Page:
"Monumental [and] dazzling. A wonderful gift."— Kirkus Reviews
"Georges Ifrah is the man, and this book, quite simply, rules. . . . It is outstanding . . . a mind–boggling and enriching experience."—Guardian (London)
"Monumental . . . a fascinating journey taking us through many different cultures."—The Times (London)
"Ifrah′s book amazes and fascinates by the scope of its scholarship. It is nothing less than the history of the human race told through figures."—International Herald Tribune
A riveting history of numbers from the time of the cave dwellers to the twentieth century, this landmark international bestseller is the first complete, universal study of the invention and evolution of numbers the world over. Georges Ifrah brings numbers to thrilling life, explaining their development in human terms, the interesting situations that made them necessary, and the brilliant achievements in human thought that they made possible. The reader is taken through the numbers story from Europe to China, via ancient Greece and Rome, Mesopotamia, Latin America, India, and the Arabic countries. Exploring the many ways civilizations developed and changed their mathematical systems, Ifrah imparts a unique insight into the nature of human thought—and into how our understanding of numbers and the ways they shape our lives has changed over thousands of years. The engaging text is illustrated with over 150 figures.
George Ifrah (France) is an independent scholar and former math teacher. He has been called the "Indiana Jones" of numbers.
"synopsis" may belong to another edition of this title.
In this volume, which completes his history of numbers, Georges Ifrah first of all recapitulates for the reader the steps in mathematical notation which he has made familiar. He considers algebra and its relationship with reason; how it has opened the way to new advances in computation. He introduces the reader to the departure made from the decimal Base 10 to the spread of the binary Base 2, the foundation for computing. He then takes us through the origins and progress of the computer revolution, going back to calculating machines invented more than 100 years ago. He finishes with a synthesis of the development of numbers technology as a function of logic, and concludes with a view to our future with technology.Review:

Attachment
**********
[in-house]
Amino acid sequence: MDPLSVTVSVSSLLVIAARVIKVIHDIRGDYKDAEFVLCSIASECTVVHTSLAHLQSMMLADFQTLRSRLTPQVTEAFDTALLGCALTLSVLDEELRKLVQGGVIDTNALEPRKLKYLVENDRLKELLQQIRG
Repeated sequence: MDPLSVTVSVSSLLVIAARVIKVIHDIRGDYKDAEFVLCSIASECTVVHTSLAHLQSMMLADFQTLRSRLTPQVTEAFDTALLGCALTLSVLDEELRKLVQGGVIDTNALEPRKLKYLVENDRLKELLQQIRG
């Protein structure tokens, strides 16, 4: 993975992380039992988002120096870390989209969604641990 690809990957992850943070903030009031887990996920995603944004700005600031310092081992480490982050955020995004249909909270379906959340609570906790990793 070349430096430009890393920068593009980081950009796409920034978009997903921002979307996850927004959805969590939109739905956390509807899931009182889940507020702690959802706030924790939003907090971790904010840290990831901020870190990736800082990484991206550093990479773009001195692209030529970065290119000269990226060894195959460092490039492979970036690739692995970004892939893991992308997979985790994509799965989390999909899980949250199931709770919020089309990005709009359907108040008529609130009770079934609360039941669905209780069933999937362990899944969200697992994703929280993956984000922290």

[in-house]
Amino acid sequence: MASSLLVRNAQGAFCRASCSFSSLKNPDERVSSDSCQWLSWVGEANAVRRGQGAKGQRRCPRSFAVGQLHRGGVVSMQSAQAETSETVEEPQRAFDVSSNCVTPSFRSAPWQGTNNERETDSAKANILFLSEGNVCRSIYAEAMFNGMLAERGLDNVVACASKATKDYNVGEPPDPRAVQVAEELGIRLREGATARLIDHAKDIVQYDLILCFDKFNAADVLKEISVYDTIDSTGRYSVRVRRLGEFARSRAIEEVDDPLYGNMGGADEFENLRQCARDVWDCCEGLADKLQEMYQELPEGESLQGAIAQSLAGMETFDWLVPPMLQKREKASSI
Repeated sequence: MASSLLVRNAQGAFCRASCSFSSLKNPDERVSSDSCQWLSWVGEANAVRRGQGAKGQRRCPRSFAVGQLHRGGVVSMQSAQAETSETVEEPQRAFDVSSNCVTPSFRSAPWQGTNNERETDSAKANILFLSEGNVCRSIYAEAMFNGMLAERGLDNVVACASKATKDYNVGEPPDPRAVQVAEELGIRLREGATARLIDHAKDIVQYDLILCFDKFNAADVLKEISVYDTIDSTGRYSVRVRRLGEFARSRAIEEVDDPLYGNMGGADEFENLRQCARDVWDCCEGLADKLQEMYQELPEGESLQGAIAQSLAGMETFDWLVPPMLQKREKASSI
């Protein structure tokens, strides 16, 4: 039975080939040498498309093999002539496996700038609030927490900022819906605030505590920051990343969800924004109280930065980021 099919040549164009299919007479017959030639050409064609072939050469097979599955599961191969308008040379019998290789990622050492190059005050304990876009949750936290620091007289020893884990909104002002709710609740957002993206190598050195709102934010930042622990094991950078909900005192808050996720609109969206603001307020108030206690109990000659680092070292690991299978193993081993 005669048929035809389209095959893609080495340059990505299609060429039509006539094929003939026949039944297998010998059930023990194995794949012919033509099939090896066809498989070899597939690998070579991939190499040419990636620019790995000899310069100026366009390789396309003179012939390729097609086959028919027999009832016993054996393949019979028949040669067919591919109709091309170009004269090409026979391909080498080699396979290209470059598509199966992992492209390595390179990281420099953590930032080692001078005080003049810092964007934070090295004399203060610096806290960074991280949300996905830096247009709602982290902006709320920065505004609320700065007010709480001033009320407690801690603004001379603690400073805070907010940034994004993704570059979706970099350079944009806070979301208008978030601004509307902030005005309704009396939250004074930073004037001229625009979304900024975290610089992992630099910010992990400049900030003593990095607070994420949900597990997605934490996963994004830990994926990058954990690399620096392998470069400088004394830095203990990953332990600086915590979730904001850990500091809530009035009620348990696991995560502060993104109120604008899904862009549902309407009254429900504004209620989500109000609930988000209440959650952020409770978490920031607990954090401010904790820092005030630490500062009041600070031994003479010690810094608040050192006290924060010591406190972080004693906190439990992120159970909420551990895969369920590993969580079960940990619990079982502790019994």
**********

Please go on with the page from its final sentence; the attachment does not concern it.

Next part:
For those of you who have read Georges Ifrah's first book, The Universal History of Numbers: From Prehistory to the Invention of the Computer, this is the third of a two-volume set! Just to clarify this, the first volume is being split into two and, together with this new third volume, republished as a trilogy. For those of you who have not read the first book, volume III begins with what could have been a very useful "Chronological Summary" and a "Recapitulation" of the ideas expressed in the first book. Unfortunately, without a preface or introduction, the unwary reader is immediately confronted with a very condensed version of the first book. Indeed, Ifrah's detailed study of number systems, when reduced to a series of illustrated plates, gives the impression that the history of numbers is little more than a history of typography. Yet another "Chronological Summary" from Calculation to Calculus follows, thereby reinforcing the feeling that the book is a collection of notes waiting to be crafted into a strong narrative. The translator, the unsung hero in many publications, has done sterling work in adding copious notes and helpful cross-references. The initial feeling remains, however, that this is a collection of jewels without a crown.
Having said that, the scope of the book is enormous, tracing the history of calculators and computers, from mechanical to electronic devices through both analogue and digital incarnations. There are some familiar faces, such as Pascal, Babbage, von Neumann and Turing, as well as many others who have so far escaped the spotlight. As a reference work it has a good index and an extensive bibliography. The author acknowledges regret at the lack of illustrations but gives references to such sources. In the search for universality and completeness it has, however, forsaken a strong guiding theme. The most engaging sections are where the mathematics, history and technology come together, bound by personal ambitions, whether intellectual or financial. In such sections Ifrah pauses from being a cataloguer to indulge in some story telling. It is here that the nuts and bolts of technology come to life. For teachers, students and researchers, this will prove to be a very useful starting point into a fascinating area of human innovation. But one would venture that this is a work destined for the library shelves rather than the bedside table. --Richard Mankiewicz
"About this title" may belong to another edition of this title.
Book Description Penguin Books India, 2005. Book Condition: Good. Volumes 1 - 3. This is an ex-library book and may have the usual library/used-book markings inside.This book has soft covers. In good all round condition. Bookseller Inventory # 4706243